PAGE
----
power of new affections” (120 ),
cultivating virtues rather than castigating
vices. Our desires and needs always
aim at a perceived good, and our
perceptions of the goods that we desire
are on target but disproportional. What
we want really is good for us, but not in
the quantity that we want or not at the
price of what we are willing to sacrifice
for it.

Holistic vision is another important
theme. The happy life “unites God and
humanity, connects the Creator with
the creation, joins the spiritual and
the physical, binds the transcendent
and the immanent, and fuses the sacred
and the secular into an integrated
whole in which all aspects of reality
are correctly understood and rightly
loved.” (23) Naugle avers: “Worshipping
God plus the cultivation of the intellectual,
moral, and physical virtues adds
up to the reordered life. On this foundation,
we find strength to overcome
bad habits and additions and to thwart
propensities toward violence, crime,
and warfare.” (174) Shalom and wholeness
spread from redeemed Christians
outward mainly by converting others to
reordered loves.

There is much to praise in Reordered
Love, Reordered Lives
. If there is a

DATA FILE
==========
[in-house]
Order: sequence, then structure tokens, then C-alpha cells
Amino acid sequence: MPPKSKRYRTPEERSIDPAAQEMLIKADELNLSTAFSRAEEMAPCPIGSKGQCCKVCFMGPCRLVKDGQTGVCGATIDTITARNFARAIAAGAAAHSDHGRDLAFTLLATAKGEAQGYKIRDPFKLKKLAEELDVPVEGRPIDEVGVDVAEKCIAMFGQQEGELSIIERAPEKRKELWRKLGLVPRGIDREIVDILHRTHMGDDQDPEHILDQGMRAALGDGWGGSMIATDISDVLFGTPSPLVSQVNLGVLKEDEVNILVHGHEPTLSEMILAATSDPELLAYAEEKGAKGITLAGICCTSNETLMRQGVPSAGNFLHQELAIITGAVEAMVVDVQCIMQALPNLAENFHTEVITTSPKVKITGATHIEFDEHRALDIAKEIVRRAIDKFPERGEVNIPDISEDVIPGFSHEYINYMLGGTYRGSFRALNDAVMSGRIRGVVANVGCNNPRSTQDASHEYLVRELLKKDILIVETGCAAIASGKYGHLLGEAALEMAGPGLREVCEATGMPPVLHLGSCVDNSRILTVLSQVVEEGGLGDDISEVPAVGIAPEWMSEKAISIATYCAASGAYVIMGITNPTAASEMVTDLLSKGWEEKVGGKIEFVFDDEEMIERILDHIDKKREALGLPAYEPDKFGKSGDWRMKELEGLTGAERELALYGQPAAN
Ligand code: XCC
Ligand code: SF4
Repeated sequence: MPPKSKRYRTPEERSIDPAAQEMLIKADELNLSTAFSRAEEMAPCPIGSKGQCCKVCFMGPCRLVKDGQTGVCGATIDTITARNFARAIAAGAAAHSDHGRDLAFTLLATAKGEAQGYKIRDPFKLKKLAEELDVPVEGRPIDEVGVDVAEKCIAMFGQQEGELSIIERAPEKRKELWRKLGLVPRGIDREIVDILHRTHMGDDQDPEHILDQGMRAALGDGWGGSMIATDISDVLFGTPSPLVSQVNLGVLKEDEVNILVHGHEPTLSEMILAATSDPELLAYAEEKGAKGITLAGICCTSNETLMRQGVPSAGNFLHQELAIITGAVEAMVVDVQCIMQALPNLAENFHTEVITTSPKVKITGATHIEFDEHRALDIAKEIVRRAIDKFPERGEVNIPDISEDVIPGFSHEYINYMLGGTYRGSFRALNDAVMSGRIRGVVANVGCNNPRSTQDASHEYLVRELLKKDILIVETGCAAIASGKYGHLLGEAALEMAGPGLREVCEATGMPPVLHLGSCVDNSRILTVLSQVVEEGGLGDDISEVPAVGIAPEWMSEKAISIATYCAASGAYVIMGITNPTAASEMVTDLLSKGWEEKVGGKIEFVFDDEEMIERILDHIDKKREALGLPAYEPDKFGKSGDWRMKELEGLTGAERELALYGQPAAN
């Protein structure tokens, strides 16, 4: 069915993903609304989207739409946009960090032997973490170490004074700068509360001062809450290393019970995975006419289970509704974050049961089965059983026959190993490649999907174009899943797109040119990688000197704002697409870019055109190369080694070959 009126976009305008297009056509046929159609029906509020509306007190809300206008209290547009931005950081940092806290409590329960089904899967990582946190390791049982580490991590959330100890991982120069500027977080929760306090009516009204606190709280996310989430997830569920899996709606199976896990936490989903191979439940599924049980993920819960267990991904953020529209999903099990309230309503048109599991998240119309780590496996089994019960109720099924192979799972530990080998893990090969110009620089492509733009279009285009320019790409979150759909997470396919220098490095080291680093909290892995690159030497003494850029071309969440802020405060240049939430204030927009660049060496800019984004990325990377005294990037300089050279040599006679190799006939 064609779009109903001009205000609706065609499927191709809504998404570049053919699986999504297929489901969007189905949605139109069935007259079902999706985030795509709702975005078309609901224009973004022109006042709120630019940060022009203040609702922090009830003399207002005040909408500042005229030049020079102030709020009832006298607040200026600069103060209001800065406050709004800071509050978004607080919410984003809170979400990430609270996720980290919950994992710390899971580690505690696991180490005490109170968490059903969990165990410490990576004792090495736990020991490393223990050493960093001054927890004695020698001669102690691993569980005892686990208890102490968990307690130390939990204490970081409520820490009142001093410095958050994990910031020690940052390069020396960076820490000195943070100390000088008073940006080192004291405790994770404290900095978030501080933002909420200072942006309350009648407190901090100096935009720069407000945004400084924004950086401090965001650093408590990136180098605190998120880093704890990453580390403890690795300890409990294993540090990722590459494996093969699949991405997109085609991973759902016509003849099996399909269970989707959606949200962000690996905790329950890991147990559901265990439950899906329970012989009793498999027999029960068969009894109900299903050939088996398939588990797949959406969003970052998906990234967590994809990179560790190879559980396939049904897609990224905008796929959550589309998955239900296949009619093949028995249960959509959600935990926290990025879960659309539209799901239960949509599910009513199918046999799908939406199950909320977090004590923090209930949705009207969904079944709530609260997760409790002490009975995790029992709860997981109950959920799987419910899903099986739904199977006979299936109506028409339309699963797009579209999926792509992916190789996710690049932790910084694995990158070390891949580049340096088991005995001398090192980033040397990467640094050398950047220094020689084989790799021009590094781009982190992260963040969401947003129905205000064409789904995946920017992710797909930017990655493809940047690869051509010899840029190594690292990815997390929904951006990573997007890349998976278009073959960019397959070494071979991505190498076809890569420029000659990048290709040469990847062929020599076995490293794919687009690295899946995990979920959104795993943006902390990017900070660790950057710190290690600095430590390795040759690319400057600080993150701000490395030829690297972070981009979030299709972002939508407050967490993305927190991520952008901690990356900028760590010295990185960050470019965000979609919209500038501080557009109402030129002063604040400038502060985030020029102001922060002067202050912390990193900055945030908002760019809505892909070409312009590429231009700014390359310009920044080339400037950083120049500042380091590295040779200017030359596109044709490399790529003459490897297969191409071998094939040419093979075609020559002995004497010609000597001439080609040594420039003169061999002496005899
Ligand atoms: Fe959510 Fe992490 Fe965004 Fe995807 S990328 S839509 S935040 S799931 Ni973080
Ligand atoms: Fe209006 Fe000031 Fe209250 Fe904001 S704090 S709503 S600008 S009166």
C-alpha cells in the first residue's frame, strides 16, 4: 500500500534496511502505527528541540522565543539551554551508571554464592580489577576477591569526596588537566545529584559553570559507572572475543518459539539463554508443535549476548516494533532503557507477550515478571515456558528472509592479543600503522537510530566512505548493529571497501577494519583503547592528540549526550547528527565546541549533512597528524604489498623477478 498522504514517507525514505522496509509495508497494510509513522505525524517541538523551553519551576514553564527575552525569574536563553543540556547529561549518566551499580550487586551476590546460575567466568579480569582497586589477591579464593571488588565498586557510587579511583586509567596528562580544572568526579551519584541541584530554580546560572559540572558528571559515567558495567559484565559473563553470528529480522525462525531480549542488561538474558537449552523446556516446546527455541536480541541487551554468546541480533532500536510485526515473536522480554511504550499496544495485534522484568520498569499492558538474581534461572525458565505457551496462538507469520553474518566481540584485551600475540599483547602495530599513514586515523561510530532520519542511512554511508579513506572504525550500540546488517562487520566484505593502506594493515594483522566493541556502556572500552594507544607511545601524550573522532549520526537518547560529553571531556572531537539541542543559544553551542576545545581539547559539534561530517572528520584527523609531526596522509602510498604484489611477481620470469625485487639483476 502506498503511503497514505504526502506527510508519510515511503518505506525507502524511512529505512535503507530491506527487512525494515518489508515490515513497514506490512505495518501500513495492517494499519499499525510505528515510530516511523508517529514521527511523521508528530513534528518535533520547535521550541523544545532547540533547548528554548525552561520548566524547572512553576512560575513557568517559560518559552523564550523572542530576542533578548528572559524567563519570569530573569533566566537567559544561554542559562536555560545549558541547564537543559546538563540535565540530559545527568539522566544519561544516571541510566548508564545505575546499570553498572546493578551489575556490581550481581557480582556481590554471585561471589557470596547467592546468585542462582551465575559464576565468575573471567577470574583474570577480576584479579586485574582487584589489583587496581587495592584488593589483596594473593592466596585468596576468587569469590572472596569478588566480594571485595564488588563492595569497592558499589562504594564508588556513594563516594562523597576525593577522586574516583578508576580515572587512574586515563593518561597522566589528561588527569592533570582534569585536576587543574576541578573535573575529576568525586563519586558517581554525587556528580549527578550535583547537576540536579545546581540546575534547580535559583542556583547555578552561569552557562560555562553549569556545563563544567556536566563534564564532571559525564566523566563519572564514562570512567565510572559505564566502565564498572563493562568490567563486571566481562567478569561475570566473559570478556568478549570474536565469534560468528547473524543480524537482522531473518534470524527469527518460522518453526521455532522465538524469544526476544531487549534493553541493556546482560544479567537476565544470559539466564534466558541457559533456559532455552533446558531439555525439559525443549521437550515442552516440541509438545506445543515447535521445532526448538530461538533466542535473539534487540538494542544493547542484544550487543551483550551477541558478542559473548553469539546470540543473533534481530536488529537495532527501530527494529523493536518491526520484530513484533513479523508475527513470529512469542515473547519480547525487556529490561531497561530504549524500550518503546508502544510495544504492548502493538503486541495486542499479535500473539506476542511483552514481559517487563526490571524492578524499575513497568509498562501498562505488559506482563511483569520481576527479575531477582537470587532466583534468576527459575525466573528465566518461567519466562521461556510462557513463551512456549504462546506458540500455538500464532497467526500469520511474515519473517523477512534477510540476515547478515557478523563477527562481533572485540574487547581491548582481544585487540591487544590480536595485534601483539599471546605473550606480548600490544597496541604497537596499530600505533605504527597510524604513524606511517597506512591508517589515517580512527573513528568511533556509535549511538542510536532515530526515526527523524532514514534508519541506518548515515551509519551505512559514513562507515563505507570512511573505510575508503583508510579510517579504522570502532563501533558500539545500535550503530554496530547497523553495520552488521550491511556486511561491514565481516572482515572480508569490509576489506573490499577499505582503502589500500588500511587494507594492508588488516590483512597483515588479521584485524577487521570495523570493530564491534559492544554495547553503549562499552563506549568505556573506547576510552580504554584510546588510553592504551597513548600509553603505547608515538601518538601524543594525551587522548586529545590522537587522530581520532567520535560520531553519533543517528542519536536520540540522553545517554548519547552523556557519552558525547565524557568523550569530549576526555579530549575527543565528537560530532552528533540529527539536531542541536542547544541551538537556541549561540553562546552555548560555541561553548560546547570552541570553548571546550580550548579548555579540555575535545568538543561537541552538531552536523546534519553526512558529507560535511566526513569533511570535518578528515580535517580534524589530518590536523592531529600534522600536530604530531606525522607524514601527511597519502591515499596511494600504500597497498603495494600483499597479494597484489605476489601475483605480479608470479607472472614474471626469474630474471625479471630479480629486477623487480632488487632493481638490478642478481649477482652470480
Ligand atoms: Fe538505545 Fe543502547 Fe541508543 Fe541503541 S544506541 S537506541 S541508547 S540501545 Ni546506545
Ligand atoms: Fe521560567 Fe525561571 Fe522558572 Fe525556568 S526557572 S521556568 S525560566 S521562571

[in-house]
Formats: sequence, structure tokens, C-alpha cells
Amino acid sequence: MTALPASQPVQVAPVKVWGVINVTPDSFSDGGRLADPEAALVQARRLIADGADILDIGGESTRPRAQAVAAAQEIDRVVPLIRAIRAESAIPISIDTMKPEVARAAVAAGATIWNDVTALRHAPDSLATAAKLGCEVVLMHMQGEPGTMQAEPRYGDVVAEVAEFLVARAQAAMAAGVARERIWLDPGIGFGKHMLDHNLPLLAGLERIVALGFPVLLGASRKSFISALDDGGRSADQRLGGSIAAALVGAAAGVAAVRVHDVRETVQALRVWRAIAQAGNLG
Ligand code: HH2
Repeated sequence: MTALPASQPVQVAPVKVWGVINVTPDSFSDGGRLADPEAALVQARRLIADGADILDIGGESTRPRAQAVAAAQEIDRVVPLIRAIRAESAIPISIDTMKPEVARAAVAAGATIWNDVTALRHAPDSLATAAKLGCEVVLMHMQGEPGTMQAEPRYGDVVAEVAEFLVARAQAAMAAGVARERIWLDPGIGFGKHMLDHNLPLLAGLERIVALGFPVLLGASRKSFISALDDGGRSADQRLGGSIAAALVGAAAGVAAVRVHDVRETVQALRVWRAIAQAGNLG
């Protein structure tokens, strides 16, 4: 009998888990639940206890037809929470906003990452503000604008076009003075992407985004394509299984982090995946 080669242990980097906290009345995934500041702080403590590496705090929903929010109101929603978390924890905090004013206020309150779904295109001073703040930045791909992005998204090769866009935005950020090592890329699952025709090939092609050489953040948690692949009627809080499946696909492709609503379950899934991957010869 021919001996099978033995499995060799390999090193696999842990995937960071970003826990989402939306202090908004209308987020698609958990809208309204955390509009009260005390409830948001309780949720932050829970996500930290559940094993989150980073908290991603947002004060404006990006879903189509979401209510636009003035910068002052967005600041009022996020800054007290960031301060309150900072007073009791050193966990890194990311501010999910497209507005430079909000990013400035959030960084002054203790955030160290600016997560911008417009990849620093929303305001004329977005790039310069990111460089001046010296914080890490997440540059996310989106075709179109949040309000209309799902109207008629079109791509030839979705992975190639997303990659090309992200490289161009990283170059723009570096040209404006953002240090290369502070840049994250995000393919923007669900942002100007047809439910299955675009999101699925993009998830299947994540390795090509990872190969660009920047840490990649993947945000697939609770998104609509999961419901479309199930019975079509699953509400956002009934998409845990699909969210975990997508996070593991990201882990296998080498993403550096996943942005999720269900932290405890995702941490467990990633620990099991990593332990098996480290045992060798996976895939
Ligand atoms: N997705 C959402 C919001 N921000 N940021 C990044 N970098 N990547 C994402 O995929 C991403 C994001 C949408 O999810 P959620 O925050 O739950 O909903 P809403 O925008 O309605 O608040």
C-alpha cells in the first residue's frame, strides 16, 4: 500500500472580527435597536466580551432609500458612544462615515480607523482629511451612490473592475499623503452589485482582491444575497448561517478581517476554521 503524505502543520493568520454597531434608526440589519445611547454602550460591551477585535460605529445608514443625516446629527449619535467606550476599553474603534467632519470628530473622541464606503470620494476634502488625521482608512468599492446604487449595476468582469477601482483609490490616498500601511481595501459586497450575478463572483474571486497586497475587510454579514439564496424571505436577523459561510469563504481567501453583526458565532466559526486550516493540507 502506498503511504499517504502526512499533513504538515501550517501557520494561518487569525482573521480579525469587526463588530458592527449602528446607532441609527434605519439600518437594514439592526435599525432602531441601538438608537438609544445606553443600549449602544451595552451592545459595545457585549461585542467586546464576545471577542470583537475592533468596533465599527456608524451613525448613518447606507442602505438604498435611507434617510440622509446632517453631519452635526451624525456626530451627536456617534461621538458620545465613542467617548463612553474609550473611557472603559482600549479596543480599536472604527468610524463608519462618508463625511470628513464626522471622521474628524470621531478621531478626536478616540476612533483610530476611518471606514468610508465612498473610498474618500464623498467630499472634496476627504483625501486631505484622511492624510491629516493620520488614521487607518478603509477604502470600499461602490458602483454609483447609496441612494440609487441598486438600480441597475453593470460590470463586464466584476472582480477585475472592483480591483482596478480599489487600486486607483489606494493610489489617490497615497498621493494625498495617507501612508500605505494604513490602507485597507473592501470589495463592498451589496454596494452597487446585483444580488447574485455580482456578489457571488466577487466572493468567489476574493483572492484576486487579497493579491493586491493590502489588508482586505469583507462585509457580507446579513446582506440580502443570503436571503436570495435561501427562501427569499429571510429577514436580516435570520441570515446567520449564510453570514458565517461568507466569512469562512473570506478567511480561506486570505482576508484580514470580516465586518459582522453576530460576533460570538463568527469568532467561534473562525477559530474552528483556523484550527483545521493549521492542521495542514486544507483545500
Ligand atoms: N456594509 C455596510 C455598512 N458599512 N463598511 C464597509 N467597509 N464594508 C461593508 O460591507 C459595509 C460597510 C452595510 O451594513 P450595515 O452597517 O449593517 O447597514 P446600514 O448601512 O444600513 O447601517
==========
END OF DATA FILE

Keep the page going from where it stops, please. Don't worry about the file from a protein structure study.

deficiency in the book it is in giving too
little room for common grace or structural
restraint of evil. Naugle’s recipe for
crime-reduction and world peace seems
to be individual conversion (174-76). Here
he contrasts with Augustine’s realism
about the importance of political negotiation
and compromise in the Earthly
City. Sometimes real good comes from
the exercise of power by wise secular authorities,
both Christian and non-Christian.
Sometimes a certain amount of
order is restored to creation by people
doing their jobs well, whether they are
Christians or not. I am grateful that
our church visitor, though “completely
bonkers, really” could engage us in reasoned
debate because drug-researchers
and physicians, whether believers or
not, had found how to bring some limited
but real restoration to a troubled
mind. I am praying that, in the end,
grace will have its perfect work in both
him and me.

Caroline J. Simon is Jacobson Professor of Philosophy
at Hope College in Holland, Michigan.